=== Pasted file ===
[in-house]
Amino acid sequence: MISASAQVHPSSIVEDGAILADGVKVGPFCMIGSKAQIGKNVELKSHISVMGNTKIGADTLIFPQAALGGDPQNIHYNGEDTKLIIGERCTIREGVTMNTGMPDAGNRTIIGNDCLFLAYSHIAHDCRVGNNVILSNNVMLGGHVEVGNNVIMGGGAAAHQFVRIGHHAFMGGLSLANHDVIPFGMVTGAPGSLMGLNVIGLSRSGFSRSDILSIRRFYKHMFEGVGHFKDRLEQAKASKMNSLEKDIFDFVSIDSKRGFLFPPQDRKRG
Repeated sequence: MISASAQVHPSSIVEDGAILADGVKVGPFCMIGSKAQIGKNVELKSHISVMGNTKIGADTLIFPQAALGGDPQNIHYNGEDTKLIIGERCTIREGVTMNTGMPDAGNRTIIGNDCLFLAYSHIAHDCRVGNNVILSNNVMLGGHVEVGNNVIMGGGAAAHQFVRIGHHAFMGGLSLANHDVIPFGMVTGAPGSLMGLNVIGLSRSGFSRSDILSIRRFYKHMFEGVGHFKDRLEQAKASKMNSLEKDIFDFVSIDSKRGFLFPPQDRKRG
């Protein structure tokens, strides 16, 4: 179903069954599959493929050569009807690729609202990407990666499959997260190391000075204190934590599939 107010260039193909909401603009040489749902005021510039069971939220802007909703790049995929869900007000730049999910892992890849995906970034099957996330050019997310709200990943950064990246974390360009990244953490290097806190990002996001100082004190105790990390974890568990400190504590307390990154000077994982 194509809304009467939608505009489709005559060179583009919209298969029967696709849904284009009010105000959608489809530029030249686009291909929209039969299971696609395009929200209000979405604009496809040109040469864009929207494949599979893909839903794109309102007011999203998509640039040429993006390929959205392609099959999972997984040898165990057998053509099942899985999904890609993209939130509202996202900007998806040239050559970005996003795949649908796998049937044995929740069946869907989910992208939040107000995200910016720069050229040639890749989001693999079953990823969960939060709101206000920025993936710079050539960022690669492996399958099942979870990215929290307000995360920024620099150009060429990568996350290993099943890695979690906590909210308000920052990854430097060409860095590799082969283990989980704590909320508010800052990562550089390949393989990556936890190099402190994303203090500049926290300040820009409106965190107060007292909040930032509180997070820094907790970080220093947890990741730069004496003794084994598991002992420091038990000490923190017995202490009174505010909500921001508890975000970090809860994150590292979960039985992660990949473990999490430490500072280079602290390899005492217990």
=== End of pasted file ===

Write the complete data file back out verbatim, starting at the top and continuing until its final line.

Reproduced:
[in-house]
Amino acid sequence: MISASAQVHPSSIVEDGAILADGVKVGPFCMIGSKAQIGKNVELKSHISVMGNTKIGADTLIFPQAALGGDPQNIHYNGEDTKLIIGERCTIREGVTMNTGMPDAGNRTIIGNDCLFLAYSHIAHDCRVGNNVILSNNVMLGGHVEVGNNVIMGGGAAAHQFVRIGHHAFMGGLSLANHDVIPFGMVTGAPGSLMGLNVIGLSRSGFSRSDILSIRRFYKHMFEGVGHFKDRLEQAKASKMNSLEKDIFDFVSIDSKRGFLFPPQDRKRG
Repeated sequence: MISASAQVHPSSIVEDGAILADGVKVGPFCMIGSKAQIGKNVELKSHISVMGNTKIGADTLIFPQAALGGDPQNIHYNGEDTKLIIGERCTIREGVTMNTGMPDAGNRTIIGNDCLFLAYSHIAHDCRVGNNVILSNNVMLGGHVEVGNNVIMGGGAAAHQFVRIGHHAFMGGLSLANHDVIPFGMVTGAPGSLMGLNVIGLSRSGFSRSDILSIRRFYKHMFEGVGHFKDRLEQAKASKMNSLEKDIFDFVSIDSKRGFLFPPQDRKRG
């Protein structure tokens, strides 16, 4: 179903069954599959493929050569009807690729609202990407990666499959997260190391000075204190934590599939 107010260039193909909401603009040489749902005021510039069971939220802007909703790049995929869900007000730049999910892992890849995906970034099957996330050019997310709200990943950064990246974390360009990244953490290097806190990002996001100082004190105790990390974890568990400190504590307390990154000077994982 194509809304009467939608505009489709005559060179583009919209298969029967696709849904284009009010105000959608489809530029030249686009291909929209039969299971696609395009929200209000979405604009496809040109040469864009929207494949599979893909839903794109309102007011999203998509640039040429993006390929959205392609099959999972997984040898165990057998053509099942899985999904890609993209939130509202996202900007998806040239050559970005996003795949649908796998049937044995929740069946869907989910992208939040107000995200910016720069050229040639890749989001693999079953990823969960939060709101206000920025993936710079050539960022690669492996399958099942979870990215929290307000995360920024620099150009060429990568996350290993099943890695979690906590909210308000920052990854430097060409860095590799082969283990989980704590909320508010800052990562550089390949393989990556936890190099402190994303203090500049926290300040820009409106965190107060007292909040930032509180997070820094907790970080220093947890990741730069004496003794084994598991002992420091038990000490923190017995202490009174505010909500921001508890975000970090809860994150590292979960039985992660990949473990999490430490500072280079602290390899005492217990």